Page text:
This practice is part of the baggage of customs, and many of its practitioners learned them through oral tradition. Although it represents an autonomy with respect to the Church and its specialized agents, we are not talking about a spirituality of the self or of a religious deinstitutionalization, as suggested by the theories of the new forms of contemporary religiosity. We can add that the practice of domestic altars encourages a religiosity "in my own way", based on the DIY material formula, with which users create their own space and narrative of the sacred with different objects that were selected (or that were gifted or inherited) to form a personalized altar where they perform a daily ritual practice.
As Christian Parker (1993) rightly pointed out, Latin American religiosity develops through “another logic”, which is not resolved by the rationalist formulas with which Europeans try to understand religious change. In popular religiosity there is another way of feeling, of thinking, of operating; an alternative that constantly articulates dichotomies such as institutional / popular, dominant / dominated, elite / people, enlightened / ignorant, directing attention to the complex dynamics of popular religiosity (Parker, 1993: 192). In a similar way, Renée de la Torre proposes to understand popular religiosity not in the axis of official religion or in the proposal of new individualized forms of spirituality, but as a hinge or in-between space (in-between) where the practicality of religion redefines, updates and reinterprets tradition through continuous creative negotiations (De la Torre, 2013). On the other hand, the range of autonomy has always been present in popular Catholic religiosity; It is not about the emergence of an individualization derived from a process of secularization, but about the continuity of a tradition that is renewed, updated and maintained adequate to find symbolic answers in current circumstances. They are elements that researchers of religion scarcely study and value in order to understand the religiosity of Mexicans.
As expected, the ritual of the altars is closely related to the Guadalupana faith: almost two thirds (59.4%) of Catholics have dedicated their altar to the image of the Virgin of Guadalupe, to images of Christ (18.2%), to other invocations of the Virgin Mary (8.3%), and the rest to other saints considered powerful (Hernández, Gutiérrez Zúñiga and De la Torre, 2016).
These data confirm that Catholicism practiced in Mexico is above all an iconophilic religion where, as stated by Víctor and Edith Turner (2008), there is a predominance of religious images. Continuing with these authors, these images impose their signifiers (that is, their materiality) as meanings of the sacred, of miraculous power and of the communicative experience.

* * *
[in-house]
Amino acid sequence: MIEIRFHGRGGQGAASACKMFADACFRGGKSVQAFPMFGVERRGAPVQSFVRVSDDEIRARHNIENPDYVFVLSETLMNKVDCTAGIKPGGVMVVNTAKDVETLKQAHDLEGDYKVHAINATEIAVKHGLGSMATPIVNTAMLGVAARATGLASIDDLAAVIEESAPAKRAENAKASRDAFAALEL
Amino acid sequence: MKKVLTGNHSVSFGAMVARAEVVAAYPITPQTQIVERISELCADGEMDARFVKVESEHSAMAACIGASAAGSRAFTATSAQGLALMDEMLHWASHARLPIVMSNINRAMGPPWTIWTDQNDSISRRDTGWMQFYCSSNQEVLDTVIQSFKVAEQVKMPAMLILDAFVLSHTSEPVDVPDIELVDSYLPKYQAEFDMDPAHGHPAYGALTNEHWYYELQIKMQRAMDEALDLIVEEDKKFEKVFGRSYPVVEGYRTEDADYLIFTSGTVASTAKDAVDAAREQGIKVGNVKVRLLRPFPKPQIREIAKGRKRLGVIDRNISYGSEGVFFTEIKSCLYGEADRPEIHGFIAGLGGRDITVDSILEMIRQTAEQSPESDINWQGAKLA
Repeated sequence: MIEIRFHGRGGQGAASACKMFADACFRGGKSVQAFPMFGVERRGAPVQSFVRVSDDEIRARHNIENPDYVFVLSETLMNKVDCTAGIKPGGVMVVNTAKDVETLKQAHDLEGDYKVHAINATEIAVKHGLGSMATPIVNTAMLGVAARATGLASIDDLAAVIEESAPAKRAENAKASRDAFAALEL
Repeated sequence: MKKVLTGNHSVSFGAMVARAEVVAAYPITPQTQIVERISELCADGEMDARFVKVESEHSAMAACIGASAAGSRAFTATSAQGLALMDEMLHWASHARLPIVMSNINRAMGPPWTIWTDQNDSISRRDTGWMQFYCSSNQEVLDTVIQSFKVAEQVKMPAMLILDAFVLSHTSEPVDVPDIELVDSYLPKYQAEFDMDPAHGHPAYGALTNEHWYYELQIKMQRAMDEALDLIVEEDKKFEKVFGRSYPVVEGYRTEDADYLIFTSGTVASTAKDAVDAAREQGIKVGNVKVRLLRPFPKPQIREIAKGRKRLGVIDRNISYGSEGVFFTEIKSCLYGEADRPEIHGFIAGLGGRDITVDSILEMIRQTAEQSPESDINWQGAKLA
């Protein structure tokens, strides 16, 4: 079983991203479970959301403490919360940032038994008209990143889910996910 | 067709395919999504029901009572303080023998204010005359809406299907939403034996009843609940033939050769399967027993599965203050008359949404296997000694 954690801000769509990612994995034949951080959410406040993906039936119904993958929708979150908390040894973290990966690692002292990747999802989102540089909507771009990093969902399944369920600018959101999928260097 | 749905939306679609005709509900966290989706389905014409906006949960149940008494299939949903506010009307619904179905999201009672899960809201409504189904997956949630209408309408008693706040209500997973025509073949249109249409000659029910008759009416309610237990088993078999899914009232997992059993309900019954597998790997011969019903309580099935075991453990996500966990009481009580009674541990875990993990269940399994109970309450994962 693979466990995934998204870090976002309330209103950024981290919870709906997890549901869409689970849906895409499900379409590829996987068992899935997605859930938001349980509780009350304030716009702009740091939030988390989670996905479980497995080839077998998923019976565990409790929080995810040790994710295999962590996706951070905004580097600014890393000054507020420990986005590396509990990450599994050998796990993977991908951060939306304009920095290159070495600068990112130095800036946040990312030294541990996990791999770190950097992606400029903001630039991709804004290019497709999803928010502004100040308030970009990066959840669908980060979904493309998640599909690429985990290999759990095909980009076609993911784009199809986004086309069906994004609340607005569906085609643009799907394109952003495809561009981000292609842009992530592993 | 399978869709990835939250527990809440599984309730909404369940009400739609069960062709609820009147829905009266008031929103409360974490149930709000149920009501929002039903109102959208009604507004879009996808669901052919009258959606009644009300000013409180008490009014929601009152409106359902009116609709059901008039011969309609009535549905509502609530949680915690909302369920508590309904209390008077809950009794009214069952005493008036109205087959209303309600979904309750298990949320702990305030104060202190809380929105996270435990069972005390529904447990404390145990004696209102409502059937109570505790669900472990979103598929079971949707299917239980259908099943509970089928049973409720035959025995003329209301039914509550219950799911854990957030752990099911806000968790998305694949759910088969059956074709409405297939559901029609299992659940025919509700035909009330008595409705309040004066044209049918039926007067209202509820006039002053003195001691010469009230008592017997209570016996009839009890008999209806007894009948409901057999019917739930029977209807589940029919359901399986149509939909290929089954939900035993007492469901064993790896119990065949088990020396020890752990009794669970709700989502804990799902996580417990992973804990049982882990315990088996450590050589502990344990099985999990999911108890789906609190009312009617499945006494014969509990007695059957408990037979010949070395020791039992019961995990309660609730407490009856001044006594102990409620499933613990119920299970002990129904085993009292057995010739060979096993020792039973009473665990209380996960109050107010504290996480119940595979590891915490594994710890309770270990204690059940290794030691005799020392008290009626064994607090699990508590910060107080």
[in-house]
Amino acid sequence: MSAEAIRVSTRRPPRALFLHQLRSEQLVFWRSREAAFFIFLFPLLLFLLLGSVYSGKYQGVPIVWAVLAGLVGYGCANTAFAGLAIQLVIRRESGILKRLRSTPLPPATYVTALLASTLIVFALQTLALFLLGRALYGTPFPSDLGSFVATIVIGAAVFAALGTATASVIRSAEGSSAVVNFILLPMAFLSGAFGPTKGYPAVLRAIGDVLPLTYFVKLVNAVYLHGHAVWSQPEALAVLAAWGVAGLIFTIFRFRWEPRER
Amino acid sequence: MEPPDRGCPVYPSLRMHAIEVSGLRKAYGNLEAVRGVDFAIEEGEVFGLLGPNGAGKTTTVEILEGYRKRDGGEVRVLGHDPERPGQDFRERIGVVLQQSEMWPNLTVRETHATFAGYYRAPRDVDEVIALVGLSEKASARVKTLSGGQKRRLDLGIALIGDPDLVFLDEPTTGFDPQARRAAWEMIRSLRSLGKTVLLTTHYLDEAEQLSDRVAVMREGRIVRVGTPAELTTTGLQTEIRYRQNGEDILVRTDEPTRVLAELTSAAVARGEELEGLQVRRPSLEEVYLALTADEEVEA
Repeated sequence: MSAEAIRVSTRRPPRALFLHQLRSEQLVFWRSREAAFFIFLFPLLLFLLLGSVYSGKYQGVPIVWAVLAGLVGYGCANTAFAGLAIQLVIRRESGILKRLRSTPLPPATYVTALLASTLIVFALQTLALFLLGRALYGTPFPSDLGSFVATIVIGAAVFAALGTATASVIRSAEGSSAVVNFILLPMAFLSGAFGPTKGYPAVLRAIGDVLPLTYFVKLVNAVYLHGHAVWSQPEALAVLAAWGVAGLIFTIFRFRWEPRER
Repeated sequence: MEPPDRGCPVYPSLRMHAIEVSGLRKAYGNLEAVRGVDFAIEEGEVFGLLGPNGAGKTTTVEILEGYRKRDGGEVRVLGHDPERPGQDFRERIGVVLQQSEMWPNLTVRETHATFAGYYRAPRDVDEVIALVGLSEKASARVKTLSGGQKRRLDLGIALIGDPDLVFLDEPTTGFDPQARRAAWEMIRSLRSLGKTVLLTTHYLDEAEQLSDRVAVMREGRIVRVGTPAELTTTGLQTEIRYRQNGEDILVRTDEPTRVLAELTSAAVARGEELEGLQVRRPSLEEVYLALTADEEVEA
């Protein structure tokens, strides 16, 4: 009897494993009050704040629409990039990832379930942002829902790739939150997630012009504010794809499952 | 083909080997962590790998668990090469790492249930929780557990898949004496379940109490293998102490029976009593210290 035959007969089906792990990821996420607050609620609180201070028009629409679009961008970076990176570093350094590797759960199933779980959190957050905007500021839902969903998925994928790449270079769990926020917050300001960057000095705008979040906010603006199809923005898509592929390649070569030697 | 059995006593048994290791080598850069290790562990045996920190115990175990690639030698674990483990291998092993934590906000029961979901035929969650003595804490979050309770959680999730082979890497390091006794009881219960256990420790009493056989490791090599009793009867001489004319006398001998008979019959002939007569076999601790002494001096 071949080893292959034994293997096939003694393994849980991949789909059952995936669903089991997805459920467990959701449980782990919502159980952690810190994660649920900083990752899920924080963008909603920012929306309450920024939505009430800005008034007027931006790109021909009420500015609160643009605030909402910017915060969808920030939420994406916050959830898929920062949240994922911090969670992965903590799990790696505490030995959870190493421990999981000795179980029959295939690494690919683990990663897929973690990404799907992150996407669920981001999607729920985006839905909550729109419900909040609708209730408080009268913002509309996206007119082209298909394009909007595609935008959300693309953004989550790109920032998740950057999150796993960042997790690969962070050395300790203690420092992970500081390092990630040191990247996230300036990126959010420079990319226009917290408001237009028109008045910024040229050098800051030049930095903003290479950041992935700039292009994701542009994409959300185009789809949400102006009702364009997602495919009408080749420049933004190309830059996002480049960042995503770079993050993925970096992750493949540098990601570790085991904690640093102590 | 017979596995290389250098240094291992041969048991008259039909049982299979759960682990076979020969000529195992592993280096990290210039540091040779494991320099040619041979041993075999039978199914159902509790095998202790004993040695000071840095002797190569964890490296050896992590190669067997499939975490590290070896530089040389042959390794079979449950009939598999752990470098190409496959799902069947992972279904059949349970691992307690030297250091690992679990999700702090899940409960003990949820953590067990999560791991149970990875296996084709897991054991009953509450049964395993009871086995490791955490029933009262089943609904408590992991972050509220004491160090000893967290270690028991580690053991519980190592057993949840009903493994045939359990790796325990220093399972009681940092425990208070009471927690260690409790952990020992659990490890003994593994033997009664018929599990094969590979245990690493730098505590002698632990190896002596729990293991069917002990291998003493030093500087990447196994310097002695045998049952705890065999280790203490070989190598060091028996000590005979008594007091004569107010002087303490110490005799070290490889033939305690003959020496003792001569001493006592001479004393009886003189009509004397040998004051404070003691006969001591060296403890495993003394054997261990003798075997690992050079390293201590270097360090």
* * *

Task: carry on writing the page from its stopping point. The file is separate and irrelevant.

Despite being the practice most frequented by Mexican Catholics, it has not received attention in anthropological and sociological studies, with the exception of Chicano studies that highlight altars as a feature of Mexican religiosity (Turner, 2008). Perhaps its lack of academic study is due to the fact that this practice has been severely stigmatized both within the Catholic Church and also by iconoclastic religions (such as the Evangelical, Protestant and Pentecostal movements) that reject devotion to images as idolatry.
Another aspect that can explain the lack of academic attention may be the Catholic-centric vision that maintained a lot of influence in the first sociological studies in Mexico and in the rest of Latin America (De la Torre and Martín, 2016), which because it comes from intellectuals Catholics, shows some discomfort with the baroque practices of popular Catholicism. In sum, the weight of the disqualification of Catholicism around the figures under the nomenclature of idolatry, which is considered a deviation from the faith, has diminished its importance as an object of study. Beyond the theological positions and the sermons of some priests who point out idolatry as a deviation from the message of Christ and who disqualify as superstitious many devotions that consider Christian symbols as talismans, in practice religious images and their specific worship they generate an idiosyncrasy that will allow us to understand the “lived religiosity” of Catholics.
Cristián Parker (1993) defined Latin American popular religiosity as the factor of generation of another logic, referring to the logic of popular Catholicism in Latin America, and on this he mentions that